Chinese-Canadian billionaire reportedly adducted from Hong Kong to mainland China by Chinese authorities

Qianshu Wang - 2B Nanotechnology
Posted on: February 18, 2017

Xiao Jianhua, a 46-year old Chinese-Canadian citizen and one of the richest billionaires in China with ties to top Beijing leaders, was reportedly abducted from the Four Seasons hotel in Hong Kong where he had been staying near the end of January  by Chinese public security agents and brought back to the mainland for as of yet inconclusive reasons. Xiao was last seen in the lobby of the Four Seasons hotel on CCTV footage before being escorted away by mainland security agents to an undisclosed location. In essence, Xiao got batmanned hard, and this case does indeed bear many interesting similarities to that particular scene from “The Dark Knight.”

News sites as well as independent investigations performed by Hong Kong police have both confirmed that Xiao has crossed into the mainland with security agents but other details are sparse and there is a great deal of mystery surrounding the case. The mystery deepened after Hong Kong police, who were investigating this incident as a missing persons case requested by his family, soon received a request to drop the case from Xiao’s wife who had been told to by Xiao. His wife also fled to Japan after submitting the request for the withdrawal of Hong Kong police assistance. Hong Kong police are continuing to investigate.

In addition, a front page ad in Hong Kong’s Mingpao newspaper soon appeared afterwards in which Xiao appeared to deny that he had been kidnapped. Xiao stated that he was “recuperating overseas” and that everything was fine and that he hoped to meet with media soon. The troubling fact is that this statement appears to contradict earlier reports that he had been on the mainland. His statement also emphasized his loyalty to the Communist Party of China and to the nation as well as the fact that he is a Hong Kong permanent resident and Canadian citizen and as such enjoys the legal protections of both. Mingpao was also unable to disclose who had purchased the advert which typically costs around $36,500. The newspaper statement was also similar to statements posted on and later removed from WeChat, a Chinese social network and messaging app, by the Tomorrow Group, a massive holding company controlled by Xiao with stakes in banks, insurers, and property development. Chinese state-associated media report that Xiao is assisting the government with an ongoing anti-corruption probe.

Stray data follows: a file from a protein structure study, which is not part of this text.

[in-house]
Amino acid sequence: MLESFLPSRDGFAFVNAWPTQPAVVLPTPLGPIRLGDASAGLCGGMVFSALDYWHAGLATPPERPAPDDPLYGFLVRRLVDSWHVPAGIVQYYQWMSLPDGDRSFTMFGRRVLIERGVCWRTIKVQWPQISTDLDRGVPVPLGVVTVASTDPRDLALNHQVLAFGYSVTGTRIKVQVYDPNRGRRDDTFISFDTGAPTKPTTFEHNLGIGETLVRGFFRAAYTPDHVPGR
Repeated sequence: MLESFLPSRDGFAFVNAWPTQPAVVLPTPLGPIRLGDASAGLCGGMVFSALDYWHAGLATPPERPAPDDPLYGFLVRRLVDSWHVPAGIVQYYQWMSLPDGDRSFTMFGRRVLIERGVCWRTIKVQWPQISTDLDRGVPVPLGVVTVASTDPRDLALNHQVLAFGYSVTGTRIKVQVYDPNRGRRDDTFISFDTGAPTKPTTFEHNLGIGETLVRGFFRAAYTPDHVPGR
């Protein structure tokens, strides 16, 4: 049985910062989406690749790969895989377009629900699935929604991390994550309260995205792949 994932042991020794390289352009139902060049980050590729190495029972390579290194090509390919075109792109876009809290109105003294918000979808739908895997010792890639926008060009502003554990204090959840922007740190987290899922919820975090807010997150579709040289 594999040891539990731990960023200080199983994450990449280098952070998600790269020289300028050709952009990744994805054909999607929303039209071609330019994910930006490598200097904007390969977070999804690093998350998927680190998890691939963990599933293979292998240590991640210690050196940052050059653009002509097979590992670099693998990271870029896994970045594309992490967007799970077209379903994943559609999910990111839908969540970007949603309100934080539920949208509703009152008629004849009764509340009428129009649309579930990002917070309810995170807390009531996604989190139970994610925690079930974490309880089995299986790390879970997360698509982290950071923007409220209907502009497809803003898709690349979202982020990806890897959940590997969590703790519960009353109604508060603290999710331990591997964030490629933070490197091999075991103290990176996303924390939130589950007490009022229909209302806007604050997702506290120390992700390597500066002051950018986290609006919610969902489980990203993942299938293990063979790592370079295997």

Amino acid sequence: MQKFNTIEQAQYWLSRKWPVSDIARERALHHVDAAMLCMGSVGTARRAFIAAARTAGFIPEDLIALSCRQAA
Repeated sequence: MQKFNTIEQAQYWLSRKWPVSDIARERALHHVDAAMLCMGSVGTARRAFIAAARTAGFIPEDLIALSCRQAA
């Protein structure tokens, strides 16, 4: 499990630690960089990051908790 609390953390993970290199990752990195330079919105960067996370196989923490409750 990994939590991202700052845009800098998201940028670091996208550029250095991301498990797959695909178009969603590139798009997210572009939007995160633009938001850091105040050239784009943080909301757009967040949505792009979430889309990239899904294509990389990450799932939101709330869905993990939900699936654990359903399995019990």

Looking beyond the individual case of Xiao Jianhua, this recent incident bears a number of similarities to an incident in Janurary of 2016, when five booksellers known for selling salacious titles regarding high-level Chinese politicains disappeared from Thailand, southern mainland China, and in one case, Hong Kong. Similar fears had also been raised at that time regarding the possibility of them being abducted by Chinese authorities as they all later resurfaced in mainland China. Lee Bo, the bookseller who had gone missing in Hong Kong, was a British citizen and the British government believed him to have been “involuntarily removed to the mainland.” All men later turned up unharmed and Lee Bo denied that he had been abducted and had instead voluntarily left to assist with an investigation on another bookseller.

The recent incident with Mr. Xiao and the bookseller case raises questions regarding the autonomy of Hong Kong in the future and their relationship with Beijing. Hong Kong, as a former British colony, enjoys a special relationship with Beijing under the “one country, two systems” policy and as such mainland legal agents have no jurisdiction in Hong Kong. The recent cases have caused many to worry that Beijing is exerting its power and challenging the city’s autonomy.

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